Automatically parse your inventories
Historians owe a debt of gratitude to those turn-of-the-century archivists, whose nationalistic yearnings led to the creation of dozens of volumes of archive inventories and catalogs. If you do much work on French military history, you likely know the Inventaire sommaire des archives historiques: archives de guerre. This multi-volume inventory provides short summaries of each volume in the A1 correspondence series, more than 3500 volumes up to the year 1722. That’s a lot to keep track of, as I estimated awhile back. So much in fact, that you’ll likely be going back to that particular well again and again. If so, it might be worth your while to include those details in your note-taking system. Here’s how I did it in DTPO.
First step for any digitization process is to scan in the printed page and convert the page images into text. In ye olden days you had to do it yourself, and then run it through OCR software. Nowadays it’s more likely that you can download an .epub version of it from Google Books, and then convert it to .txt with the free Calibre software. Worst case, download the PDF version and OCR it yourself.
Now you find yourself with a text document full of historical minutiae. Import the text (and the PDF, just to be safe) into DTPO. Next, add some delimiters which will indicate where to separate the one big file into many little files. But do it smart, with automation. Open the text document in Word (right-click in DTPO or find it in the Finder), and then start your mass find-replace iterations to add delimiters, assuming there’s a pattern that you can use to add delimiters between each volume. Maybe each volume is separated by two paragraph marks in a row, in which case you would add a delimiter like ##### at the end of ^p^p. You’ll end up with something like this:
As you can see, the results are a bit on the dirty side – I’ll see if I can get a student worker to clean up the volume numbers since they’re kinda important, but the main text is good enough to yield search results.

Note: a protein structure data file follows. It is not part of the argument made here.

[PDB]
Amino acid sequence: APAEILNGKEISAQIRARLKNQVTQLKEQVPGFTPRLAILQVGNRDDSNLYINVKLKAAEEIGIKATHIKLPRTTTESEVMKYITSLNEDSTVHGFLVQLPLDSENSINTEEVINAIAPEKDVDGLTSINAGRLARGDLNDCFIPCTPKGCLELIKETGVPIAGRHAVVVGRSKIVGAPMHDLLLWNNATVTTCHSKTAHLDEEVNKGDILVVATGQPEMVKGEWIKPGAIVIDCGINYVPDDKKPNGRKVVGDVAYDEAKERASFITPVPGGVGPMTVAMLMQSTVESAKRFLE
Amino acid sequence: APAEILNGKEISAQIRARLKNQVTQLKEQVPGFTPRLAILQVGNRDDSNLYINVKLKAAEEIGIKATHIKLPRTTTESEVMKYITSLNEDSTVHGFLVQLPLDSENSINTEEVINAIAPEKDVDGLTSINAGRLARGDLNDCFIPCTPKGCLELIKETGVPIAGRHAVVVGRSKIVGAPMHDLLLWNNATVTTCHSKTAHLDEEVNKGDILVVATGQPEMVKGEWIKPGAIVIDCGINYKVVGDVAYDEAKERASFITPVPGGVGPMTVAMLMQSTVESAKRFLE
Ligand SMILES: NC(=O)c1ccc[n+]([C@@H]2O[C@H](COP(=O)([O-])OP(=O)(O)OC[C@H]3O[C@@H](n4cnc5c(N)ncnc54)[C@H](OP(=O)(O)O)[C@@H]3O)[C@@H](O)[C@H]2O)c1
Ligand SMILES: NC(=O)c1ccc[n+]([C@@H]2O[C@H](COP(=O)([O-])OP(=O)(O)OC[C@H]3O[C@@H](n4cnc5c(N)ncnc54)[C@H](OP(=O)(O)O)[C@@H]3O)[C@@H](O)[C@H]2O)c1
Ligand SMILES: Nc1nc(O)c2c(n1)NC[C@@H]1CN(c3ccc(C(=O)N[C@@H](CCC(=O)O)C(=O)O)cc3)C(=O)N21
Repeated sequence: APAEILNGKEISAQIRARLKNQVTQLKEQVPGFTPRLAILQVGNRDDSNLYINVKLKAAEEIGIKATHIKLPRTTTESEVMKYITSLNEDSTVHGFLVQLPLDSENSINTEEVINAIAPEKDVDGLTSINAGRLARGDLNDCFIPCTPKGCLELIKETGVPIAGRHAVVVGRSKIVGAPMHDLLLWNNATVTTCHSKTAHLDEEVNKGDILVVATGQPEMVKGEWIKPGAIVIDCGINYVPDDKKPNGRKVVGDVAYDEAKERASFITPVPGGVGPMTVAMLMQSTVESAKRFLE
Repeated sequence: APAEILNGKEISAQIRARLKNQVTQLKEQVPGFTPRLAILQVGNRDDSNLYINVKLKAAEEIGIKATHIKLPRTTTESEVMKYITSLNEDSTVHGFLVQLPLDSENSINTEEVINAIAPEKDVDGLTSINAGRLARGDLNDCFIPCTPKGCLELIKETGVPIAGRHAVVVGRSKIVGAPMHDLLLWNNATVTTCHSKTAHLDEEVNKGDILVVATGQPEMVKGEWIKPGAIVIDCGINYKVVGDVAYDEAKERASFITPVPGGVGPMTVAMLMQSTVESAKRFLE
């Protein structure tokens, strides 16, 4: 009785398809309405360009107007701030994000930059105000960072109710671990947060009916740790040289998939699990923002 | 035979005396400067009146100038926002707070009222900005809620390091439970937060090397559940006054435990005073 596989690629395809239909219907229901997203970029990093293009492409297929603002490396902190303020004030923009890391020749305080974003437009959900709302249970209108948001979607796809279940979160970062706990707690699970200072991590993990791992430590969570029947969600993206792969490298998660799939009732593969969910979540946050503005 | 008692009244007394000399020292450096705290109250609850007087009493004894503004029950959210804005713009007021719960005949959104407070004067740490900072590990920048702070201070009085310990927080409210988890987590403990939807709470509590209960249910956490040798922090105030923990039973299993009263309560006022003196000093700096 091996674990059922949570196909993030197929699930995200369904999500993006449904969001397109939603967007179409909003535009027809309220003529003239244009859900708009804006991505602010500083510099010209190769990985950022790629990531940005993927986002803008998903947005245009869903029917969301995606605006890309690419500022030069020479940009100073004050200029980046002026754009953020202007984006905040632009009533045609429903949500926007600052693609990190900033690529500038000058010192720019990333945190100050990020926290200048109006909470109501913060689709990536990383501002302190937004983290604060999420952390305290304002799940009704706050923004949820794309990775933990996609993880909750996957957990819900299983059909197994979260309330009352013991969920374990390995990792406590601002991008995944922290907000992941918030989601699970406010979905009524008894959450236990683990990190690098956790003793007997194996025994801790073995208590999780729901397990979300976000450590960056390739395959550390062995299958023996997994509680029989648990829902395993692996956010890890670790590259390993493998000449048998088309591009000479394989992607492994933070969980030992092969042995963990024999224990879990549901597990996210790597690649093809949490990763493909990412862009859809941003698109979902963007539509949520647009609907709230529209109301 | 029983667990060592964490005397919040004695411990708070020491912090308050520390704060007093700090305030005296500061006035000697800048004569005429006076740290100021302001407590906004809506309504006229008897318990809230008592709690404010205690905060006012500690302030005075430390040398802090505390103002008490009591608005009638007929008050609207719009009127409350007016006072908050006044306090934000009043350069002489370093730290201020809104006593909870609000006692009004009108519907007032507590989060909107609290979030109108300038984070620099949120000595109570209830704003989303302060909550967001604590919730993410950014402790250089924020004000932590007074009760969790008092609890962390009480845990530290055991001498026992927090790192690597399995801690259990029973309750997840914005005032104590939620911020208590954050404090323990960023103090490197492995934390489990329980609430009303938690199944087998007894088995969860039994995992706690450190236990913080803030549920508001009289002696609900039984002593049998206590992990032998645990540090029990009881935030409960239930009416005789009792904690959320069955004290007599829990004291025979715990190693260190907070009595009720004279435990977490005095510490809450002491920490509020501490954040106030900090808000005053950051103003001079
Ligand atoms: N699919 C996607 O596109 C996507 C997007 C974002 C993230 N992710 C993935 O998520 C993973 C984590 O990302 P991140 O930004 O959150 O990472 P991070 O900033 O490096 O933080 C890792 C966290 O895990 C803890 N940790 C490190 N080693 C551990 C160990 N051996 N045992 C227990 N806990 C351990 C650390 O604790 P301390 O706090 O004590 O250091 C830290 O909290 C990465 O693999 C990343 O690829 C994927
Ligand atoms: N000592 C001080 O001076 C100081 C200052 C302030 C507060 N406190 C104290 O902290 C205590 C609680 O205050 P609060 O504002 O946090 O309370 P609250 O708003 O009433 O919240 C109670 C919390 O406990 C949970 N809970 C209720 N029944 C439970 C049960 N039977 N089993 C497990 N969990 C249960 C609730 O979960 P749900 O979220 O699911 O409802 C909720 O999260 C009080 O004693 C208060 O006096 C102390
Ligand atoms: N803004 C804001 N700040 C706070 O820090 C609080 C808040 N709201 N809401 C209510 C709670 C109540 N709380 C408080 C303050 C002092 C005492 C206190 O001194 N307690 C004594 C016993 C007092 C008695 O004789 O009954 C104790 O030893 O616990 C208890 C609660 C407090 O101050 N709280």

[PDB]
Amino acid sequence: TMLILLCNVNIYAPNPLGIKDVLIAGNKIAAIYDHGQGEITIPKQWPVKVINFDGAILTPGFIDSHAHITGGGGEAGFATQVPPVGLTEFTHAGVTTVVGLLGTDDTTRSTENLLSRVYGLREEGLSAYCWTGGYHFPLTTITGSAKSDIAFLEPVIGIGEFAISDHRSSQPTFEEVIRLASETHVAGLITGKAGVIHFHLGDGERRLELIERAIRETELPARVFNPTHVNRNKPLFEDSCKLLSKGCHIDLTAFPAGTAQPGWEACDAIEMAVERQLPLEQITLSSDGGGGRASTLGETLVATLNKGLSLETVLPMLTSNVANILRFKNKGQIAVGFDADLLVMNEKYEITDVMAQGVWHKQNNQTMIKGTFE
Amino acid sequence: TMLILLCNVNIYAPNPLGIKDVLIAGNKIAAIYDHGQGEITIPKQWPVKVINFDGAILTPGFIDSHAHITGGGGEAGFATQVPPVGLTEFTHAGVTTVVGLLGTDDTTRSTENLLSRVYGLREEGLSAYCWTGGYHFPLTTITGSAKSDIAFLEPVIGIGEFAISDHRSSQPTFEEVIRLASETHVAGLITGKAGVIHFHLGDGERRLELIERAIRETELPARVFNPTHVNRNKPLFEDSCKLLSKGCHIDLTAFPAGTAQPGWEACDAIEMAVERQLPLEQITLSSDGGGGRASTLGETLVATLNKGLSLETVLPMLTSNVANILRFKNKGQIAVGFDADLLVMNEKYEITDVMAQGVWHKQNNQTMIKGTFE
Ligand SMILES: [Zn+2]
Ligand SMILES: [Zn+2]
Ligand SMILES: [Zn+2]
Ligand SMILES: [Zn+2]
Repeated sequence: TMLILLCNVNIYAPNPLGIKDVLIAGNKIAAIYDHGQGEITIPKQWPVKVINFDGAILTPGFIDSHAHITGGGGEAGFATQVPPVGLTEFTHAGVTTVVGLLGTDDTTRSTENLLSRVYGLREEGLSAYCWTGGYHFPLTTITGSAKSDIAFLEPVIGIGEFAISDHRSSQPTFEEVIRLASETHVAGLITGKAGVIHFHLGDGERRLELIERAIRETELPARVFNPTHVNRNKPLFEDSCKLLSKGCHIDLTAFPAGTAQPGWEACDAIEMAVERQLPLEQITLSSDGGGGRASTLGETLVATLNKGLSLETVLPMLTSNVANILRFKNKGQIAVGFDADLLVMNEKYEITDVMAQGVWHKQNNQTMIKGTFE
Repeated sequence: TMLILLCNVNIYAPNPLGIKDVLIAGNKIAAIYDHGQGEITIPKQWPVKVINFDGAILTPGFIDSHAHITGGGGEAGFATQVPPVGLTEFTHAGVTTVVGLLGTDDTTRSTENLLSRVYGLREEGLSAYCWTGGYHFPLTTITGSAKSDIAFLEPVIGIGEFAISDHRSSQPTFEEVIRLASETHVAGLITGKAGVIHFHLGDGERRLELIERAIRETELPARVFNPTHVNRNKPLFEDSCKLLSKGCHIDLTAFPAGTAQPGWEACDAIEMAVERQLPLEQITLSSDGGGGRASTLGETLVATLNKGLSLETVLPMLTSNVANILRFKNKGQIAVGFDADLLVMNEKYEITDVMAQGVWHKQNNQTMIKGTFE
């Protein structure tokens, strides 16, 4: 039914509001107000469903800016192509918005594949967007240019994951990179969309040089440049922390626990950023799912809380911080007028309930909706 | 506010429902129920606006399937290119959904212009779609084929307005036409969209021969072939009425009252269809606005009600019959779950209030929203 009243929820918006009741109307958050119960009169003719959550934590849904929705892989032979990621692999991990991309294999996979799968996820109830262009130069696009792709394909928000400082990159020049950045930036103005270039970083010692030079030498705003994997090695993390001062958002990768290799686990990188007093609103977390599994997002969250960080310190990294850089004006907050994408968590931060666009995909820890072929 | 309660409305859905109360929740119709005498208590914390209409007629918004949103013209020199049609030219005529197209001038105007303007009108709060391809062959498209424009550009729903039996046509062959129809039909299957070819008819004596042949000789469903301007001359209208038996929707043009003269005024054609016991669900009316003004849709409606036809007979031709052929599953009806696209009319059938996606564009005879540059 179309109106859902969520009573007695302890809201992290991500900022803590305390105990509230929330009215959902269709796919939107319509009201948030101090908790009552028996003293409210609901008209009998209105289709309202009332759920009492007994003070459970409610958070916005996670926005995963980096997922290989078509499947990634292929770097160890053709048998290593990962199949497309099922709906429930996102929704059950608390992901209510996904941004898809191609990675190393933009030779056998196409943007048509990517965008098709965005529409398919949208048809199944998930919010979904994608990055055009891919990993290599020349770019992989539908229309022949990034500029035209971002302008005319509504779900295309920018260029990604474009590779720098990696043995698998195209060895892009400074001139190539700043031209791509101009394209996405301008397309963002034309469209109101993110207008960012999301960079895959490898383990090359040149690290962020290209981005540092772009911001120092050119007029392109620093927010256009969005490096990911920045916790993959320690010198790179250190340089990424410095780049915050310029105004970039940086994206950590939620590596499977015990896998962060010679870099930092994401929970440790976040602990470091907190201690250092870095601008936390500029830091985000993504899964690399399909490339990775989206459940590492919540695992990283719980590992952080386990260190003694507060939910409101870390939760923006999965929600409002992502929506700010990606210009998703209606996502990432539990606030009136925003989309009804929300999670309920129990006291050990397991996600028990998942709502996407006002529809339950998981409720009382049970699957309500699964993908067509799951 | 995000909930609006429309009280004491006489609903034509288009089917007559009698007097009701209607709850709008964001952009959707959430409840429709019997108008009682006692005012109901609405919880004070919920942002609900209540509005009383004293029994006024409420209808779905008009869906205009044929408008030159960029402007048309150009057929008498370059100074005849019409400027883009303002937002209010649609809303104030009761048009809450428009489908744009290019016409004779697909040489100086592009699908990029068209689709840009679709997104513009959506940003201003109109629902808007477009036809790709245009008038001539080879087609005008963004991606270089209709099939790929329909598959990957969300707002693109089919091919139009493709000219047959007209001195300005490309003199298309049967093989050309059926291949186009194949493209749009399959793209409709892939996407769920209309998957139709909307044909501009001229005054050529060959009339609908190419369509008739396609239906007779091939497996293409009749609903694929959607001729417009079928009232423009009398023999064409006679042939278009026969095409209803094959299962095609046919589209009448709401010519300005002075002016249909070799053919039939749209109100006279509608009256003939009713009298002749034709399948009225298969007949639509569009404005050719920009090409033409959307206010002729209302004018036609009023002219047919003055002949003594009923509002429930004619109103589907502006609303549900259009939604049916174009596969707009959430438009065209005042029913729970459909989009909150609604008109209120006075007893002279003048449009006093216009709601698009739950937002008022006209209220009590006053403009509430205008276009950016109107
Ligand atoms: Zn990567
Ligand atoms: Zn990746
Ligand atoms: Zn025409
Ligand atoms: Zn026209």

Once you’ve saved the doc in Word and returned to DTPO, you can use the DT forum’s Explode with Delimiter script. Check the resulting hundreds of records – if there’s more than a few errors, erase the newly-created documents, fix the problematic delimiters in the original, and reparse. You’ll want to search not only for false positives, i.e. delimiters added where they shouldn’t have been, but also for false negatives, volumes that should have delimiters but were missed. For example, search ^p^# in Word to check for any new paragraphs starting with a number (assuming the inventory starts each paragraph with the volume number).
But wait, there’s more. Once you’ve parsed those, you can even take it a step further. The summaries aren’t usually at the document level, but there is enough detail that it’s worth parsing the descriptions within each volume. After converting all the parsed txt files to rtf files, move each volume’s document to the appropriate provenance tag/group, and then run another parse on that volume’s record, with the ; as delimiter. In the case above, you might want to also parse by the French open quotation mark, or find-replace the « with ;«. Parsing this volume summary gives you a separate record for each topic within the volume, or at least most of them. With all these new parsed records still selected, convert to rtf and add the provenance info to the Spotlight Comments. Now you’re ready to assign each parsed topic document to whichever topical groups you want.
It’s not perfect, but it’s pretty darn good considering how little effort it requires; maybe an hour or so gets you 500+ volume inventories in separate records. Now you’ve got all those proper nouns in short little documents, ready to search, (auto-)group and sort.